Effects of Polymer Adsorption and Desorption on Polymer Flooding in Waterflooded Reservoir
Polymer Flooding is one of the most well-known methods in Enhanced Oil Recovery (EOR) technology, resulting in favorable conditions for displacement mechanism to lower residual oil in the reservoir. Polymers can lower mobility ratio by increasing the viscosity of injected water, hereby increasing volumetric sweep efficiency. Moreover, polymer adsorption onto the rock surface can help decrease reservoir permeability contrast. Due to absolute permeability reduction, the effective permeability to water is also reduced. Once the polymer is adsorbed onto the rock surface, polymer molecules can be desorbed with a chaser. This study is performed to further evaluate the effects of the adsorption and desorption process of polymer solutions to yield benefits on the oil recovery mechanism. A reservoir model is constructed by the reservoir simulation program called STAR® from Computer Modeling Group (CMG). Various polymer concentrations, starting times of polymer flooding process and polymer injection rates were evaluated with selected degrees of polymer desorption including 0, 50 and 100%.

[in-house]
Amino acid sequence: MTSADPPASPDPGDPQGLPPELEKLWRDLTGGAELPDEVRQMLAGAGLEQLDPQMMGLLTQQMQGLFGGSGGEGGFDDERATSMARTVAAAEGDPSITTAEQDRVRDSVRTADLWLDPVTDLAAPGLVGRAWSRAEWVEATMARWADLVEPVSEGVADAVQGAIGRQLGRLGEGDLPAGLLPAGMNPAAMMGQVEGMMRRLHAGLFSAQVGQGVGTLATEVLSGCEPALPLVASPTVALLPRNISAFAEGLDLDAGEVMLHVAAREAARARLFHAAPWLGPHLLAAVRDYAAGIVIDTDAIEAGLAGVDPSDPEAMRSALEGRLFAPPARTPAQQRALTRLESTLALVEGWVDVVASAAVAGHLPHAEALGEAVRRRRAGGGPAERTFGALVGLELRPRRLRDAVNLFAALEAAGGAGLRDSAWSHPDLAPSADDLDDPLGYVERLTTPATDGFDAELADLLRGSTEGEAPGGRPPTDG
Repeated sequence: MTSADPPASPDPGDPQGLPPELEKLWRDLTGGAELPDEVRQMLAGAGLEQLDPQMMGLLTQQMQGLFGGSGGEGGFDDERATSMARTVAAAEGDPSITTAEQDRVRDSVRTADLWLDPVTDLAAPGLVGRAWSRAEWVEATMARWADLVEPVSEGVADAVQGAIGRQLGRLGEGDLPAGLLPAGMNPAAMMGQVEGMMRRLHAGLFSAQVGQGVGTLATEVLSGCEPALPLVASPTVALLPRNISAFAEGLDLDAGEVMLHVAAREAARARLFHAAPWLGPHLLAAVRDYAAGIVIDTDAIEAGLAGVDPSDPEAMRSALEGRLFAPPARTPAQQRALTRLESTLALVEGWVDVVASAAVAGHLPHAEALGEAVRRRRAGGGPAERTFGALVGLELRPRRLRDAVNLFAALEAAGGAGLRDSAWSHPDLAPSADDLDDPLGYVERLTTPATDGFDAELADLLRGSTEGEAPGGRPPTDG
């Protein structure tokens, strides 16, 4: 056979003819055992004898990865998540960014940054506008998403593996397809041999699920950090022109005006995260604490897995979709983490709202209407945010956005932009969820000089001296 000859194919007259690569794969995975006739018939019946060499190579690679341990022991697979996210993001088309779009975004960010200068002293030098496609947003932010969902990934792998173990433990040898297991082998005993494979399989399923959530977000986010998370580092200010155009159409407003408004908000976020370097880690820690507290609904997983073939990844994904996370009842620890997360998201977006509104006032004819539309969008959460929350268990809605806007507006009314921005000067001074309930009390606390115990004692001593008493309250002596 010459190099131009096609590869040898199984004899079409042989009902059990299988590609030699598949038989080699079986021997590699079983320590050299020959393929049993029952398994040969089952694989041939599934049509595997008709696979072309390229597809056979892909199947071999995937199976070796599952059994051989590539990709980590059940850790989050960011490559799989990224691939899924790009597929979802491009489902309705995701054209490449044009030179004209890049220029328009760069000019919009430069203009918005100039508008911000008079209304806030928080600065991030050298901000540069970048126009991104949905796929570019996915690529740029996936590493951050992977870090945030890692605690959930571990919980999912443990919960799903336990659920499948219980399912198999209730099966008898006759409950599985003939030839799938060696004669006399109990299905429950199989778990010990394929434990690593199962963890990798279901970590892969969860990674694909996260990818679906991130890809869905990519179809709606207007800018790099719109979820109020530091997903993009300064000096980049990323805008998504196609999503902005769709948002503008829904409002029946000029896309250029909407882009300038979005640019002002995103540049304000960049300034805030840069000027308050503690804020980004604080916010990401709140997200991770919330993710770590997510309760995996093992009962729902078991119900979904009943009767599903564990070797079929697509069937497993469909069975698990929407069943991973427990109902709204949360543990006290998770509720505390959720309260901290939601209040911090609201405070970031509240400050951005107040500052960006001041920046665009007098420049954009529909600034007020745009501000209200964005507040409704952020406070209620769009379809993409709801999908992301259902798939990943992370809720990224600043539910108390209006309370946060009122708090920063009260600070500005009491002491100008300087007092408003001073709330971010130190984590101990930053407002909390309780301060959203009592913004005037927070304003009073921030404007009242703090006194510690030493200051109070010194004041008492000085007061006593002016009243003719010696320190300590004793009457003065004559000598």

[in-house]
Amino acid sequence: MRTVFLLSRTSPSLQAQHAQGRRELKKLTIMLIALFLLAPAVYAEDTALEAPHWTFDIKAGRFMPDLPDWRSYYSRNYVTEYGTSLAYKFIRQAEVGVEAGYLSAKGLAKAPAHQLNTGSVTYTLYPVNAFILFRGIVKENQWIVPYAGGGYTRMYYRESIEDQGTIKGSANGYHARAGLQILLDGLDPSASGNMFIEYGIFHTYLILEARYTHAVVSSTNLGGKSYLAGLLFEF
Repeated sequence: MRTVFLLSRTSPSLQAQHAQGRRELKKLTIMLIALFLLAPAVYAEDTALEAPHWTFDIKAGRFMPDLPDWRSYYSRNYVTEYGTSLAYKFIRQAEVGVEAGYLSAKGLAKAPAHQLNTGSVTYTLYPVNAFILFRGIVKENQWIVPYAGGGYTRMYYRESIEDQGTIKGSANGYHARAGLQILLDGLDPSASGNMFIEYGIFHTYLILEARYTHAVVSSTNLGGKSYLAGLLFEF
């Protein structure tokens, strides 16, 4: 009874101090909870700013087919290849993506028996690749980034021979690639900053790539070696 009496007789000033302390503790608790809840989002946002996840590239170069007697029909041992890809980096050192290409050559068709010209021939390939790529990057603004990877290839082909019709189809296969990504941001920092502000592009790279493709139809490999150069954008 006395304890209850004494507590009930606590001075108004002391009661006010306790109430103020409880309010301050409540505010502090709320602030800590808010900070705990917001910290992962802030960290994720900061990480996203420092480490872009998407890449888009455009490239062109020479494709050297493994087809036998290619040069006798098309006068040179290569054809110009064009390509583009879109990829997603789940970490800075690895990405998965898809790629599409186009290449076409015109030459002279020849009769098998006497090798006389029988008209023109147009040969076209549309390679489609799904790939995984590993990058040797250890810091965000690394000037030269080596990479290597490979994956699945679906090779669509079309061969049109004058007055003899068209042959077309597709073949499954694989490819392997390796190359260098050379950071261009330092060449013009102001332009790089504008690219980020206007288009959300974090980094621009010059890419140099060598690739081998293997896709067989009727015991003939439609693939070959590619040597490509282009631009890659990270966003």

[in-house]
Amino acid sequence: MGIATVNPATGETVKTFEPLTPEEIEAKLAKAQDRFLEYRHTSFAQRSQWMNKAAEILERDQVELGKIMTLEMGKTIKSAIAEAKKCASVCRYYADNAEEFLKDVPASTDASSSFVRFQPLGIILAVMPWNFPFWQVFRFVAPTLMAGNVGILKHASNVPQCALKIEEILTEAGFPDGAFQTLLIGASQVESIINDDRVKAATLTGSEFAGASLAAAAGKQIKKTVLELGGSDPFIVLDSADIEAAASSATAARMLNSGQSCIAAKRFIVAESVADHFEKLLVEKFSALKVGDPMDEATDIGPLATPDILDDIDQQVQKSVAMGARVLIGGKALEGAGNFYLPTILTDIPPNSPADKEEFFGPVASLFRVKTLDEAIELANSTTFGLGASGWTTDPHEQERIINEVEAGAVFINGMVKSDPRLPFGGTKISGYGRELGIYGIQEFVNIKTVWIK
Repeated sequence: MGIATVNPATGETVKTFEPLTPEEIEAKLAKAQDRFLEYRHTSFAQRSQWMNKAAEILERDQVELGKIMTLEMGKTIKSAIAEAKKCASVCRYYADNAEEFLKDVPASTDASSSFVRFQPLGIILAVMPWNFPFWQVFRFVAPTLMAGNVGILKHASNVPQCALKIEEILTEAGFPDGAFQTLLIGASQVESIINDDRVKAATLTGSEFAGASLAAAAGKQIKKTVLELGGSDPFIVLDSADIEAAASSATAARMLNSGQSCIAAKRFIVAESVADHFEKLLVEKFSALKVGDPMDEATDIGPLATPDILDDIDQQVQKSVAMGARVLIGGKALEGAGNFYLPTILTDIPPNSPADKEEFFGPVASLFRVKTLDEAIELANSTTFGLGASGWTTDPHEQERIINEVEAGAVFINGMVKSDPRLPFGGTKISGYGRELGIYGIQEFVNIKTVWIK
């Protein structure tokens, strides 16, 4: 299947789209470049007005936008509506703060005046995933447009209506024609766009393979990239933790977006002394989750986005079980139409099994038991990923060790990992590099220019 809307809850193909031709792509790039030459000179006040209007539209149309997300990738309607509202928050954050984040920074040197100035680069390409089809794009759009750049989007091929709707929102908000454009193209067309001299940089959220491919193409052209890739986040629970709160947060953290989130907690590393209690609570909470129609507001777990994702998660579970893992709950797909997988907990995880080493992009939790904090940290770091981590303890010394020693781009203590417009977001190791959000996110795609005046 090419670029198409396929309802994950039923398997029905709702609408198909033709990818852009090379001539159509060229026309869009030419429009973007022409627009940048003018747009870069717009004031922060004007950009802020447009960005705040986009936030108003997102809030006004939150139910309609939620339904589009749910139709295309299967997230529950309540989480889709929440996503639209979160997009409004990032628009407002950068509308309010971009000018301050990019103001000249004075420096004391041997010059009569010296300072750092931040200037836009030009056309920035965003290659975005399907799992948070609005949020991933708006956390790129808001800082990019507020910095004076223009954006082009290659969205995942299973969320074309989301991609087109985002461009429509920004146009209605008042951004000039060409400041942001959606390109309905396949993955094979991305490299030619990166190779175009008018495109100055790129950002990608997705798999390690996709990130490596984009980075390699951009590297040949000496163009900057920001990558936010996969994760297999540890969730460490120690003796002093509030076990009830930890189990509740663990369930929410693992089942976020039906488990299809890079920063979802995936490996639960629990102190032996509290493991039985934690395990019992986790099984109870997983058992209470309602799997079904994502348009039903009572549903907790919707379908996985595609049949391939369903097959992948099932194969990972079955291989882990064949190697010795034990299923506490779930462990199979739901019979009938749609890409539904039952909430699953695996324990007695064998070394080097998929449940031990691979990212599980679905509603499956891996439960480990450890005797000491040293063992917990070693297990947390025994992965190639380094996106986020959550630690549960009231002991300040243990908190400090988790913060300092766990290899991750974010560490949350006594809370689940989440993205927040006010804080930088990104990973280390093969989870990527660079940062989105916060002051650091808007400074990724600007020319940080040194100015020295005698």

According to the results, polymer desorption lowers polymer consumption, especially at low concentrations. Polymer desorption causes polymer re-employment that is previously adsorbed onto rock surface, resulting in an increase of sweep efficiency in the further period of polymer flooding process. Furthermore, the results show that waterflooding followed by earlier polymer flooding can increase the oil recovery factor whereas the higher injection rate also enhances the recovery. Polymer concentration has relationship with polymer consumption due to the two main benefits described above. Therefore, polymer slug size should be optimized based on polymer concentration.
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